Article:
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#15 Postby Hurricane Jed » Mon Apr 02, 2012 9:51 pm

anyone know if they have released 1931-1935 yet?
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Re:

#16 Postby HURAKAN » Mon Apr 02, 2012 10:03 pm

Hurricane Jed wrote:anyone know if they have released 1931-1935 yet?


not yet !
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Re: Reanalysis questions

#17 Postby Ptarmigan » Thu Apr 05, 2012 10:46 am

I looked at the Re-Analysis and noticed some interesting things.
1886 Indianola Hurricane radius of maximum wind (RMW) of 15 nautical miles (nm).
1900 Galveston Hurricane had RMW of 14 nm.
There is no radius of closed isobar (ROCI) for them.

1915 Galveston Hurricane had RMW of 25 nm and was quite large with ROCI of 325 nm.
1919 Florida/Texas Hurricane had RMW of 35 nm and ROCI of 250 nm.
1945 Texas Hurricane had RMW of 20 nm and ROCI of 150 nm. A rather small storm.
1947 Fort Lauderdale Hurricane had RMW of 20 nm in Florida and 25 nm in Louisiana. ROCI of 275 nm over Florida and ROCI of 250 nm over Louisiana.
1949 Texas Hurricane had RMW of 15 nm and ROCI of 200 nm.

Andrew had RMW of 15 nm and ROCI of 125 from Best Track and closest to landfall.
Katrina had RMW of 20 nm and ROCI of 300 nm from Best Track and closest to landfall.
Ike had RMW of 30 nm and ROCI of 325 nm from Best Track and closest to landfall.

ftp://rammftp.cira.colostate.edu/demari ... k_atlc.txt
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Re: Reanalysis questions

#18 Postby MGC » Sun Apr 08, 2012 8:01 pm

The Labor Day Hurricane will remain the most intense hurricane to strike the USA in modern history. I would not be surprised if the winds were near 200mph given the central pressure and small area of total destruction. If you are ever in the Keys stop at the memorial. There is a crypt there containing the remains of many killed by the hurricane......MGC
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Re: Reanalysis questions

#19 Postby CrazyC83 » Sun Apr 08, 2012 9:27 pm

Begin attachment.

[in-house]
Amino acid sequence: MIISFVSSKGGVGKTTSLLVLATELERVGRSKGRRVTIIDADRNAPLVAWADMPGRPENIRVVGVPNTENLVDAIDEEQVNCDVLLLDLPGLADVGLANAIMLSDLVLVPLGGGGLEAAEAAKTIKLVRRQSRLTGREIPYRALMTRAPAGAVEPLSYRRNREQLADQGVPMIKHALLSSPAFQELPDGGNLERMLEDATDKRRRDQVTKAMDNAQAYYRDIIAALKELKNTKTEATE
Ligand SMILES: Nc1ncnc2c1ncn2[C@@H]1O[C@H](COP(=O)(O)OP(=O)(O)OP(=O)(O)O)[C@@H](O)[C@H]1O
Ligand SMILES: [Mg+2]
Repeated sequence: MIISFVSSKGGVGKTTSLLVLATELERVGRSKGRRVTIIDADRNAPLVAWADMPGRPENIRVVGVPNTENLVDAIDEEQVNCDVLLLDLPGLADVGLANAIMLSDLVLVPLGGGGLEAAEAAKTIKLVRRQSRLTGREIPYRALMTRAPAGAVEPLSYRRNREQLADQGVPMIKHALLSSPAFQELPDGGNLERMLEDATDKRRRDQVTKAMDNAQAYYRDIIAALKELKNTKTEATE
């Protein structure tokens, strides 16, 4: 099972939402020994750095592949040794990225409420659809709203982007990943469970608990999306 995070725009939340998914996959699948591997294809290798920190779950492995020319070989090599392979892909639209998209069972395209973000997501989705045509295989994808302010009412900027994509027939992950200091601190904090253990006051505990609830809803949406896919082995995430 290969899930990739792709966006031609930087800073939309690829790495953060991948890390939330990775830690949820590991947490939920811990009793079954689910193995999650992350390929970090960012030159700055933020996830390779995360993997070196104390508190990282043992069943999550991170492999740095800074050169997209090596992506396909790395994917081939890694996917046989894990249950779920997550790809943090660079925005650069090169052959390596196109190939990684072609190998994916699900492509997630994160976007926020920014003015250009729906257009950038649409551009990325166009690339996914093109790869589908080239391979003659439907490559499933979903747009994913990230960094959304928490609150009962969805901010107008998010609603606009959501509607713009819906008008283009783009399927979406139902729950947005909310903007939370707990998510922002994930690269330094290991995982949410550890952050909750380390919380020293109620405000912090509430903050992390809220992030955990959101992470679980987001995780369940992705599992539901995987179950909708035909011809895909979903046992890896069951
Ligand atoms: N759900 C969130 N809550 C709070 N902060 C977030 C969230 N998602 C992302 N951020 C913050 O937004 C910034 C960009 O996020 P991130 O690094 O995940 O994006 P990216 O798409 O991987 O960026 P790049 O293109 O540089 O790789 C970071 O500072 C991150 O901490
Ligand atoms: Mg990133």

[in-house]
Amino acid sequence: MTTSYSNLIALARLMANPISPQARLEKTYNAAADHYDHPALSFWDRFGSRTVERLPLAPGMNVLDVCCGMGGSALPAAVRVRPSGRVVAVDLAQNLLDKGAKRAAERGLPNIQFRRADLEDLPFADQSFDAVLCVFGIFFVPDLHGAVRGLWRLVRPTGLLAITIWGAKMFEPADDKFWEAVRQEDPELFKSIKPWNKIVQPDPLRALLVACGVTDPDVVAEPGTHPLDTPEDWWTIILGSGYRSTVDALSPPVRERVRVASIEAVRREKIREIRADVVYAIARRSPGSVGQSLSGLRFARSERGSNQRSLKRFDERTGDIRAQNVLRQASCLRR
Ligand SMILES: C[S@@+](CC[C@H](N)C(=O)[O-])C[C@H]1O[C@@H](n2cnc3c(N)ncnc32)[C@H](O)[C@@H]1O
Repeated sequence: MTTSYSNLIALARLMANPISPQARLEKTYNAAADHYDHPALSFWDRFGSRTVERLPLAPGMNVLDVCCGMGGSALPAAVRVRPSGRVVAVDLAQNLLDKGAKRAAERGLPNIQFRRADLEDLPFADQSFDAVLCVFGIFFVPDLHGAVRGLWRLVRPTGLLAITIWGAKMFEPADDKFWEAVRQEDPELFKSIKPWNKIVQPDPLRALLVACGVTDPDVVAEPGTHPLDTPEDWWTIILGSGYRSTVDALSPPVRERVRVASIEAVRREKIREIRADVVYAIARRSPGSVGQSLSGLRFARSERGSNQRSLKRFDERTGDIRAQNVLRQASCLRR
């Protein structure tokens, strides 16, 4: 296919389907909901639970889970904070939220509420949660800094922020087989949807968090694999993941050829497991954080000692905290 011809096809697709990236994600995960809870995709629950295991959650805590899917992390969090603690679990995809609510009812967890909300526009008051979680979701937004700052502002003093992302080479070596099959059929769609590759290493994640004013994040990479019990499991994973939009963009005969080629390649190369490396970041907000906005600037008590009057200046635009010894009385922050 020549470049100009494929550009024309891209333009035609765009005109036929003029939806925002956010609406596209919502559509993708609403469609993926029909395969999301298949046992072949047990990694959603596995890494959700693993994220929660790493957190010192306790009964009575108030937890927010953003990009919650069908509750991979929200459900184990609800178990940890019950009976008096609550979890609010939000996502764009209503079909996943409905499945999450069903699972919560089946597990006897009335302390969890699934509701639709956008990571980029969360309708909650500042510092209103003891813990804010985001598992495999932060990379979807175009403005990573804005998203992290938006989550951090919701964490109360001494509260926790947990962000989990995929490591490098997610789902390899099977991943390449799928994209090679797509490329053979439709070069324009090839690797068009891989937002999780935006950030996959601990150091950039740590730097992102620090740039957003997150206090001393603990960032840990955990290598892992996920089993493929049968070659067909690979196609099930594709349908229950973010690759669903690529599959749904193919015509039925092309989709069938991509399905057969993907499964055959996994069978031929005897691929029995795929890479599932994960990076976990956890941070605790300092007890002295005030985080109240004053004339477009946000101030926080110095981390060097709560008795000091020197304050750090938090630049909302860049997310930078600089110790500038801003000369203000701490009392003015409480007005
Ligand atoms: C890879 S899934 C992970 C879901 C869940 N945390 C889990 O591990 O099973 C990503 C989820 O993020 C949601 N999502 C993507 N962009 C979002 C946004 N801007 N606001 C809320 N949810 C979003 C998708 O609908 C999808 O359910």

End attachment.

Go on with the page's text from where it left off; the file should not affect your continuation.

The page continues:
MGC wrote:The Labor Day Hurricane will remain the most intense hurricane to strike the USA in modern history. I would not be surprised if the winds were near 200mph given the central pressure and small area of total destruction. If you are ever in the Keys stop at the memorial. There is a crypt there containing the remains of many killed by the hurricane......MGC


How high do they go? The pressure and size call for a dizzying number like 170 to 180 kt. But that would be going into uncharted territory. I'd put it, conservatively, at 165 kt - the highest ever in the Atlantic still, but not going into the realm of the unknown. It was definitely the most insane hurricane to ever make landfall - it would be like if Wilma made landfall at its peak intensity (I wish there was an SFMR in Wilma at that time, I think it would find winds even stronger than it found).
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Re: Reanalysis questions

#20 Postby StormClouds63 » Wed Apr 11, 2012 1:22 pm

http://www.aoml.noaa.gov/hrd/Landsea/12Tides.pdf

Read the summary on the 1935 Labor Day Hurricane chapter. It says that the Labor Day storm was easily a "category 6" hurricane if the SS scale included such a ranking.

I believe the most anticipated reanalysis yet to come is on Camille (1969). Will it stay a category 5? I ask that question based on the following:

http://ldctstormchaser.blogspot.com/2010/08/hurricane-camille-41-years-later.html
http://www.aoml.noaa.gov/hrd/Storm_pages/camille1969/wind.html